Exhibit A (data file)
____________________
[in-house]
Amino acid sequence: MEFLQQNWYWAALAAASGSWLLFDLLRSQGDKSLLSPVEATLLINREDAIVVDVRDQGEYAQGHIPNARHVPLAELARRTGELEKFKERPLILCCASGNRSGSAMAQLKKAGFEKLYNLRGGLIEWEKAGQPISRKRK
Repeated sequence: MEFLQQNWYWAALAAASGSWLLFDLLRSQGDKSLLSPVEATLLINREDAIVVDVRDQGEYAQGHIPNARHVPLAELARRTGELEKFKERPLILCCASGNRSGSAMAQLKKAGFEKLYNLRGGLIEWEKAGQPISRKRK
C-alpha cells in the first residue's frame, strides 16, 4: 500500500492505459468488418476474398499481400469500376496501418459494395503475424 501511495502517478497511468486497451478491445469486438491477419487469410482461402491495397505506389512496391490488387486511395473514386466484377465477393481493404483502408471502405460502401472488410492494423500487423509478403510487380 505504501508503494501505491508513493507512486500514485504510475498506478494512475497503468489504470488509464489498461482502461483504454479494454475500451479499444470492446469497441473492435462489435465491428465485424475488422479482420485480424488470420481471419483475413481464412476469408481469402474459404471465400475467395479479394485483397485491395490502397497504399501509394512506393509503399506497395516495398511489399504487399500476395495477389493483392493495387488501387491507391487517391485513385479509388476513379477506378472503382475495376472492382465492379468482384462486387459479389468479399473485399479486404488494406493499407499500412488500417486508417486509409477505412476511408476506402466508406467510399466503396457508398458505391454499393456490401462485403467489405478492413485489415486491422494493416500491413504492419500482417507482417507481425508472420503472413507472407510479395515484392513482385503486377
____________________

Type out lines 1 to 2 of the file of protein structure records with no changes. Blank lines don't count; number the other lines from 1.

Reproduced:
[in-house]
Amino acid sequence: MEFLQQNWYWAALAAASGSWLLFDLLRSQGDKSLLSPVEATLLINREDAIVVDVRDQGEYAQGHIPNARHVPLAELARRTGELEKFKERPLILCCASGNRSGSAMAQLKKAGFEKLYNLRGGLIEWEKAGQPISRKRK